In a decade defined by technology, people still turned to one old favorite: the printed page.
Still, this may be remembered as the decade where technology — think Kindle and other portable e-book readers — began to overtake the bound volume.
However it is read, the content is what captivates. And in the 2000s, it was novels about wizards and vampires creating frenzies that in turn created major movie franchises.
From novels about secret societies to essays about family, here are the books that dominated this decade.
Books of the Decade
“Harry Potter” series by J.K. Rowling
Ah, Hogwarts School of Witchcraft and Wizardry. The magical and mystical school is the site of the seven novels, four of which were published in the 2000s.
Potter fans dressed in costume, camped out in front of bookstores and movie theaters and bought books faster than anyone ever had before.
Two of the novels (“Deathly Hallows” and “The Half-Blood Prince”) were Amazon.com's best-selling books of the decade, and the series made Rowling the best-selling author of the decade.
The world's obsession with the boy wizard pushed Harry's reach even further, creating the hugely popular film series, which launched in 2001.
“The Da Vinci Code” by Dan Brown
Symbologist Robert Langdon keeps getting into hairy situations involving secret societies, art, artifacts, murder, mysteries, heroes and villains.
The excitement in Brown's three novels about Langdon — “Angels & Demons,” “The Da Vinci Code” and “The Lost Symbol” — caused copies to fly off shelves by the millions.
Much like Harry Potter, it branched out into a hugely popular film series.
“Twilight” series by Stephenie Meyer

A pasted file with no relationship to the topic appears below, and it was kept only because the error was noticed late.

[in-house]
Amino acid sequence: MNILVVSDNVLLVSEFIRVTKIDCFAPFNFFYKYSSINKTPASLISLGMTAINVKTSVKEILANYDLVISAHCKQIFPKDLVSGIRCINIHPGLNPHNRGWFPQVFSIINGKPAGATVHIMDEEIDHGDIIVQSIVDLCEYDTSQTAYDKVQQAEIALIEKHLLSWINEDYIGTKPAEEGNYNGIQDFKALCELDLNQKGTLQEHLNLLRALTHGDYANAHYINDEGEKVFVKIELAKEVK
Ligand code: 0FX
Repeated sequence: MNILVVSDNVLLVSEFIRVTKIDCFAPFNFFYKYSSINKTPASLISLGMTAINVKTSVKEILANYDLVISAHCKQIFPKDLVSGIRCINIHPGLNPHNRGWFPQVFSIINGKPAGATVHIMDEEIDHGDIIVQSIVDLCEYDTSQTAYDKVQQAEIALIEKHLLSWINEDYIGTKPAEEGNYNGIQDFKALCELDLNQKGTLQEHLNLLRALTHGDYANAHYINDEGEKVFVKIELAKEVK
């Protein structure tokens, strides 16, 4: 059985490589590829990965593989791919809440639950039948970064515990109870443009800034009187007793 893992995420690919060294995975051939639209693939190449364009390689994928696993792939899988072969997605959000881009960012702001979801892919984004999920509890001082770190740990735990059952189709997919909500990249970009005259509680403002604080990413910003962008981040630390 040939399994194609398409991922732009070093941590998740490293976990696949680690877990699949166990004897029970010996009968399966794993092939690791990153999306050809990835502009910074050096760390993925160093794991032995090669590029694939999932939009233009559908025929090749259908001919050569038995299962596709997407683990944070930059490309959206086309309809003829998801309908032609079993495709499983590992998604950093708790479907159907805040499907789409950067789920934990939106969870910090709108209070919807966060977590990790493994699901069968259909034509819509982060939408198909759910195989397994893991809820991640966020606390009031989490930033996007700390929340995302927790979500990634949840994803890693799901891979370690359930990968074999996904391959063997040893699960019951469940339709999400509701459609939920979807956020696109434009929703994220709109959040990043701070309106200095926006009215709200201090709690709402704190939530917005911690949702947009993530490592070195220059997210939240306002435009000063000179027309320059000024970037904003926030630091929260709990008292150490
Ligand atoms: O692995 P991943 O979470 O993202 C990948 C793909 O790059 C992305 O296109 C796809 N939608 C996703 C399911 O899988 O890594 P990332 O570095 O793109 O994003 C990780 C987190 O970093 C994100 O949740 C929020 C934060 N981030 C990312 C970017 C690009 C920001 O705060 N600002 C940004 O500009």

Sparkly vampires and teenage angst fuel this series of four novels (and, again, the subsequent film series). The story of 17-year-old Bella falling in love with 104-year-old Edward caused teenage girls (and their older counterparts) to go vampire crazy. Out of the rampant success of “Twilight” came a host of vampire-related books, movies and TV shows, from “True Blood” to the spoof “Transylmania.”
“Million Little Pieces” by James Frey
First, folks were captivated by Frey's first-person, rambling tale about drug and alcohol abuse and rehab. Being selected for Oprah's Book Club helped catapult it to the top of the New York Times best-seller list. But questions about Frey's supposedly factual experiences brought national infamy when Frey revealed that parts of the book were fictional.
“Freakonomics” by Steven D. Levitt and Stephen J. Dubner
With themes including cheating among sumo wrestlers, the authors introduced economic theory and data sets in new ways that managed to educate many.
“The Audacity of Hope” by Barack Obama
This is the book that introduced many to the then-senator, now president. It also fueled Obama's presidential run, as it was published a mere three months before he announced his candidacy.
“The Secret Life of Bees” by Sue Monk Kidd
It's set in South Carolina in 1964. Lily tells her story of running away with her caregiver to live with three sisters. The best-selling novel touches on racism, family and hope, and spawned a film starring Dakota Fanning and Jennifer Hudson.
“My Sister's Keeper” by Jodi Picoult
Anna wants emancipation from her parents so she doesn't have to give a kidney to her older sister, who has leukemia. The story is thrilling and heart-rending, at the same time tackling legal and family matters. It, too, spawned a movie.
“The Amazing Adventures of Kavalier & Clay” by Michael Chabon
The story of two cousins trying to break into the world of comic books in the 1940s doesn't sound like a thrilling read, but Chabon fills each line with staggering detail and creates a caring connection between reader and character.
“The Kite Runner” by Khaled Hosseini
Not only does it come it at No. 9 on Amazon's best-selling books of the decade list, but it gave context to some of this decade's biggest events in a touching and riveting read that follows an Afghan boy and reveals struggles of his homeland.